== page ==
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Welcome to the Encyclopedia of Science Fiction, Fourth Edition. Some sample entries appear below. Click here for the Introduction; here for the masthead; here for Acknowledgments; here for the FAQ; here for advice on citations. Find entries via the search box above (more details here) or browse the menu categories in the grey bar at the top of this page.

Site updated on 4 December 2023
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Compton, D G

(1930-2023) UK author, born of parents who were both in the theatre; he increasingly lived in the USA after 1981. As Guy Compton, he published some unremarkable detective novels, beginning with Too Many Murderers (1962), and as by Frances Lynch produced some nonfantastic Gothics throughout his career; but soon turned to sf with tales almost always set in the Near Future, and anatomizing moral dilemmas within that arena: the future is very clearly ...


The usual term for the ESP talent, or Psi Power or Superpower, of seeing into the future. For genuine sf relevance this ability needs to be developed in somewhat more detail than the all too frequent narrative convenience of "some sixth sense warned him ..." Philip K Dick seems to have coined the term "precog" for a thus-gifted person, in "A World of Talent" (October 1954 ...

Oakes, Philip

(1928-2005) UK journalist and author of an Apes as Human tale, Experiment at Proto (1973; vt The Proto Papers 1974); his long experience with Zoos, including the long-running Television documentary series, Zoo Time (1956-1968) in collaboration with Desmond Morris, is reflected in the book's claustrophobic venue. [JC] ...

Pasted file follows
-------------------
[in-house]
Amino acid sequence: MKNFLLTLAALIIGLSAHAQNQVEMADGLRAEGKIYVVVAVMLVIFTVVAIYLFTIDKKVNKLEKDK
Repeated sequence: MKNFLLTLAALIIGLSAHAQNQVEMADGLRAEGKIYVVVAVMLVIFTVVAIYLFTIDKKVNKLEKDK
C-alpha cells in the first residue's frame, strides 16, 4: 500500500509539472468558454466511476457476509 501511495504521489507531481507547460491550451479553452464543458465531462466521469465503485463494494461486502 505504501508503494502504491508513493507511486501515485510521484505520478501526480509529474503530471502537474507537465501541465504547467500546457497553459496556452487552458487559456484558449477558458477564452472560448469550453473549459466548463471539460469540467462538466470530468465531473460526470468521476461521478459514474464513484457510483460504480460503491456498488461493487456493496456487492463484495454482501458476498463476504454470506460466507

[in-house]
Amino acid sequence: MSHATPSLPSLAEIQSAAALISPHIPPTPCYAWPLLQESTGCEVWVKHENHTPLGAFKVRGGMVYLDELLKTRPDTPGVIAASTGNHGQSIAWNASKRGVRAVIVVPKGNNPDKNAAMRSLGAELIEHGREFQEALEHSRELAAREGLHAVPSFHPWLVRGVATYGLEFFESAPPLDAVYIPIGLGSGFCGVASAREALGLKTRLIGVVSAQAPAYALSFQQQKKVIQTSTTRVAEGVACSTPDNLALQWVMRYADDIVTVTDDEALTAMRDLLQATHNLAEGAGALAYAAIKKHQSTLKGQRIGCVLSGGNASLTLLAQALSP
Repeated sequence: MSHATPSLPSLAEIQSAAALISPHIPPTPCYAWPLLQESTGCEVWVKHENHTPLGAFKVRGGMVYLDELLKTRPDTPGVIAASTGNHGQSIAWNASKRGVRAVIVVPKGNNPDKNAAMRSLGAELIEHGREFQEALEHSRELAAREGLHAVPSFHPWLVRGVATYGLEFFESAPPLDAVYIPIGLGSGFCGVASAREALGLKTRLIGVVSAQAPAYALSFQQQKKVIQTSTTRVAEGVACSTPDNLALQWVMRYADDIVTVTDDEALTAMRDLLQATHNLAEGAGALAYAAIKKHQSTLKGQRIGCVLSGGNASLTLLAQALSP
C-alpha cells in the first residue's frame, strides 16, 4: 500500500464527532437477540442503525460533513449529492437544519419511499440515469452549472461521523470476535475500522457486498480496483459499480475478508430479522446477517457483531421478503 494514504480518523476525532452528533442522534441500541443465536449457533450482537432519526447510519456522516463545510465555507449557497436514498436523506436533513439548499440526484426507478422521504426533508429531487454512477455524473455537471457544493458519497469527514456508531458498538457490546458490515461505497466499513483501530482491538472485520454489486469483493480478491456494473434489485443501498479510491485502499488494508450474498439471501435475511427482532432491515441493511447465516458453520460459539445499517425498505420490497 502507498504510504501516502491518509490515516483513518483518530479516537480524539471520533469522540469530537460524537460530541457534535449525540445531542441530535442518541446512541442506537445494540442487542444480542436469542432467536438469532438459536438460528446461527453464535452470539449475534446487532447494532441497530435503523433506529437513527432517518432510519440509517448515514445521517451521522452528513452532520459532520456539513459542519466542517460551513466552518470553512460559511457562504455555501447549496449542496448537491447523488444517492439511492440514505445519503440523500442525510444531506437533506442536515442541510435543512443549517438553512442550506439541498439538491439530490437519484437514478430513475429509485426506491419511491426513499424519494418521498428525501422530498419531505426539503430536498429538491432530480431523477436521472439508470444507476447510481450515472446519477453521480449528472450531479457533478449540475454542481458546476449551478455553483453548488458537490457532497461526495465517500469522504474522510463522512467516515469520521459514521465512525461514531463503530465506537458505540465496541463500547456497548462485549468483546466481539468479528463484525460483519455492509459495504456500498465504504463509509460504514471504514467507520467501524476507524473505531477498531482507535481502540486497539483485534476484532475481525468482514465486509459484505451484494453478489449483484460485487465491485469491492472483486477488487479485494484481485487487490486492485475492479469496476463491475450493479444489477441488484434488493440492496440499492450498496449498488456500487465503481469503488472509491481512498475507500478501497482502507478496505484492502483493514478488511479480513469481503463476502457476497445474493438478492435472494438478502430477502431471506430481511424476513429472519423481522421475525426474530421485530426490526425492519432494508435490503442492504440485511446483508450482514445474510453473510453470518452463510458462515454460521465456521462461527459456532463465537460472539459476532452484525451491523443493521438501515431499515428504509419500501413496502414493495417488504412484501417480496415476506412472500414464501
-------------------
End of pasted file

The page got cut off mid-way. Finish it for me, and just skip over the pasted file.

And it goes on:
Charbonneau, Louis

(1924-2017) US journalist and author who also wrote nonfantastic Westerns as by Carter Travis Young; after writing some radio plays at the end of the 1940s, he worked as a journalist for the Los Angeles Times (1952-1971), beginning to publish sf novels with No Place on Earth (1958), about a coercive Dystopia. He produced sf for several years thereafter, publishing: Corpus Earthling (1960), about ...

Winslow, Pauline Glen

(1926-2014) UK author, now resident in the USA, in whose I, Martha Adams (1982) the Cold War suddenly ends in a Russian nuclear strike (see World War Three) and the Invasion of an unprepared America, even though the (now assassinated) President Reagan had secretly redirected funds meant for socialist water projects into developing a secret Weapon, which the ...

Langford, David

(1953-    ) UK author, critic, editor, publisher and sf fan, in the latter capacity recipient of 21 Hugo awards for fan writing – some of the best of his several hundred pieces are assembled as Let's Hear It for the Deaf Man (coll 1992 chap US; much exp vt The Silence of the Langford 1996; exp 2015 ebook) as Dave Langford, edited by Ben Yalow – plus five Best Fanzine Hugos ...

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